ask me during my etiquette workshops whether I conduct
seminars on ethics, thinking it is much the same thing.
While these are related concepts, there is a distinction
between ethics and etiquette, especially as they relate
to decision making in business and in society.
defined in The American Heritage Dictionary of The
English Language, Third edition:
Ethic (n) 1.a. A set of principles of right conduct. b. A theory
or a system of moral values.
2. ethics. The rules or standards governing the conduct of
a person or the members of a profession.
Etiquette (n). The practices and forms prescribed by social convention
or by authority. The codes governing correct behavior.
Forms of conduct as prescribed in polite society.
simpler terms, to think ethically means to direct your
thoughts toward compliance with the rules, the contributions
you can make, and the harmful consequences to avoid. To
use proper etiquette means you are familiar with the current
acceptable social codes of behavior in a particular country,
culture, and society. In business—as in life—your
decisions should take into account the thought processes
surrounding both ethics and etiquette.
do the right thing begins with thinking rightly,” say
authors Robert Solomon and Kristine Hanson in their book,
It’s Good Business (1985, Antheneum, New York). I
hope these eight principles from their book will help you
use both ethics and etiquette when making decisions
the well-being of others, including non-participants. Although it is good to follow both the Golden Rule and
new Platinum Rule*, it is equally important not to sacrifice
your own beliefs. Always contribute to the general good
and avoid consequences that will hurt others. [Platinum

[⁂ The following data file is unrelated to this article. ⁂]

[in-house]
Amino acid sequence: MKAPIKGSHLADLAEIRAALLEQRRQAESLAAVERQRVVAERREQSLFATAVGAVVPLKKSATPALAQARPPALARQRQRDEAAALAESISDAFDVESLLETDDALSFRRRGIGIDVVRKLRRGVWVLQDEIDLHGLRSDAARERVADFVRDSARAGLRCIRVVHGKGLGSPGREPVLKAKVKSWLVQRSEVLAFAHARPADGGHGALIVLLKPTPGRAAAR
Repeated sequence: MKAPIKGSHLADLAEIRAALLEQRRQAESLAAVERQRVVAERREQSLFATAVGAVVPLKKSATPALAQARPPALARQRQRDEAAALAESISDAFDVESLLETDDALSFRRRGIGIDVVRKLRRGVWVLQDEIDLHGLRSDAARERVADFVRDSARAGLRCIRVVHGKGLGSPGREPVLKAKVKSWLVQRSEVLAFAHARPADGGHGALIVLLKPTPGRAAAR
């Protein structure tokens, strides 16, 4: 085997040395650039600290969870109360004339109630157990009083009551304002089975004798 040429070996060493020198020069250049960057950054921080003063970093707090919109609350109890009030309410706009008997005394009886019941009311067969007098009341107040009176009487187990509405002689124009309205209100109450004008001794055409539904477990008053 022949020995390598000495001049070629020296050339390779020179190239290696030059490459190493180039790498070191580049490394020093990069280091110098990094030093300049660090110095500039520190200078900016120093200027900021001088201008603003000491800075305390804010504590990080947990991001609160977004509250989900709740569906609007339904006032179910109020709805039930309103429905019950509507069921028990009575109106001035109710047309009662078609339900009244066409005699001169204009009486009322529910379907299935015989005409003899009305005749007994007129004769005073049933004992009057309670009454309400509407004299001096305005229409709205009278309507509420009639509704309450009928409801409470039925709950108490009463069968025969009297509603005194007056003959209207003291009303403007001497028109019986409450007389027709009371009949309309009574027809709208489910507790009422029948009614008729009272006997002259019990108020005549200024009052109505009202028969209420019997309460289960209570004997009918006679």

Rule: “Do unto others as they would like to be
as a member of the business community. Standards, rules
of propriety, and fairness enable businesses to
prosper. Practices such as respecting contracts, employees,
and others; paying debts and other obligations; and selling
legitimate products at a just and fair price are the
fundamental principles of an ethical business.
but do not depend solely on, the law. Ethical thinking
goes beyond being a lawful
person. Actions that
are not illegal, such as taking advantage of someone’s
trust, are still unethical.
society. A business thrives when it
serves its customers, community, and society at-large.
level of business in which you work---and
the larger your company---being involved in your
right thing to do.
your morals. Morals and concerns with
the judgment of the goodness or badness of human
character are the foundation of ethics,
with considering the well-being of others. German
Kant called morals “categorical
are the “unqualified commands” without
exception, even for busy executives on
the brink of a profitable
objectively. To determine whether an action is truly
right, and not just a rationalization of self-interest,
it is essential to think from a neutral
without personal benefit.
character. Before you sign contracts and cut deals,
ask, “What sort of person would do such
a thing?” Ethics is derived from the Greek word
ethos, meaning “character.” Ethics is not
so much obedience to rules as it is the upkeep of your
personal and company character, specifically your “good
name.” Peter Drucker summarizes business ethics
as “being able to look at your
face in the mirror in the morning.”
other customs, but not at the expense of your
own ethics. The hardest ethical
decisions are not
typically a conflict between
ethics and profits, but one between two ethical systems.
Sure, “when in
Rome...” is a good guideline
in most instances, but when a
custom violates your morals,
it is best to
stick to what you know.
view our past Etiquette Tips of the Month, please choose a topic
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